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Howard University mailrooms closed for anthrax cleanup

By Bill Mears

WASHINGTON (CNN) -- Eight mail facilities on the campus of Howard University underwent precautionary testing Tuesday after the school's main mailroom tested positive for trace amounts of anthrax.

It is the first known case of anthrax contamination at a nongovernmental facility in the Washington area.

University spokeswoman Sheila Harvey says the mail sorting facilities were closed, and a private contractor was scheduled to be finished cleaning Tuesday.

Separate follow-up testing of those mailrooms is also ongoing, and results are expected back with the next 72 hours. Harvey said the rest of the campus remains open, and federal officials told Howard the contamination posed no health threat to the university community.

Harvey said one of 54 environmental samples at Howard tested positive over the weekend. None of the 300 mail-handling workers at Howard was believed to be at risk, since they had been on preventive antibiotics since October 21.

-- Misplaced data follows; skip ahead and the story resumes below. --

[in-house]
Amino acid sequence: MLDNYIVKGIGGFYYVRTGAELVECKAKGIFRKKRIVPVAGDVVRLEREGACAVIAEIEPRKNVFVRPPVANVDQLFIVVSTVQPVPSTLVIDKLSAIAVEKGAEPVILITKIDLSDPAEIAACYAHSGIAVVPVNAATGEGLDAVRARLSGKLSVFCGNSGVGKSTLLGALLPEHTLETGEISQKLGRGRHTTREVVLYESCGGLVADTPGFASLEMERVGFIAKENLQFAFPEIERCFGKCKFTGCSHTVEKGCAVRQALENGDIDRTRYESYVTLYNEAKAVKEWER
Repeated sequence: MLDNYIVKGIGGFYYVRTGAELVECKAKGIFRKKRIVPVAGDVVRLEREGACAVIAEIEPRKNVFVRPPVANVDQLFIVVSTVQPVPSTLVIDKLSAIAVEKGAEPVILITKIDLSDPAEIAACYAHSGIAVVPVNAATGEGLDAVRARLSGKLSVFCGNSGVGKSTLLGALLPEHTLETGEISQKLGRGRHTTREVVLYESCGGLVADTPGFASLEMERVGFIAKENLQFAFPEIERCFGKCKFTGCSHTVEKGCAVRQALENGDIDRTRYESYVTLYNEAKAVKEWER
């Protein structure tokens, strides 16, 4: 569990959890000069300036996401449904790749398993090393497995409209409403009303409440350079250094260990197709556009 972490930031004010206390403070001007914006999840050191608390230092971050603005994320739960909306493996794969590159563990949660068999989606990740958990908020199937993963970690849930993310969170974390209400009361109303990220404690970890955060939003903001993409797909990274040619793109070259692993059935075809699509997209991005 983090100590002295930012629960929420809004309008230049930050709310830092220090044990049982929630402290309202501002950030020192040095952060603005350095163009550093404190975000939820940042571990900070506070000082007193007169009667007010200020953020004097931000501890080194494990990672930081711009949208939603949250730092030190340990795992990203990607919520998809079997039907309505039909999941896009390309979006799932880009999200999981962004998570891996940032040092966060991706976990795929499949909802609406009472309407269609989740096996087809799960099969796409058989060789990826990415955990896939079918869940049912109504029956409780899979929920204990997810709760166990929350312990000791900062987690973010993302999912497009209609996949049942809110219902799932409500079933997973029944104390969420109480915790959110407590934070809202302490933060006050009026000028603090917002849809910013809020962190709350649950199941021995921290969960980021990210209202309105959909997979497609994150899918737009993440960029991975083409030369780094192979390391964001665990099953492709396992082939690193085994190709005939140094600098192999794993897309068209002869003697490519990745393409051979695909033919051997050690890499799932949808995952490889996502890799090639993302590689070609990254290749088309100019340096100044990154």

All eight mail facilities at Howard received mail directly from Washington's Brentwood Road mail-sorting facility, which closed because anthrax contamination from at least one letter was sent to the Capitol Hill office of Senate Majority Leader Tom Daschle.

Four Brentwood employees developed inhalation anthrax, and two have died. Health officials earlier said the anthrax spores were largely confined to Brentwood's government mail sorting area, and it was unlikely nongovernmental customers would be at risk for infection.

Washington Mayor Anthony Williams and the city's health commissioner, Dr. Ivan Walks, met with Howard officials Tuesday. Walks praised the university's "proactive steps," saying the situation is contained and the community was not at risk.




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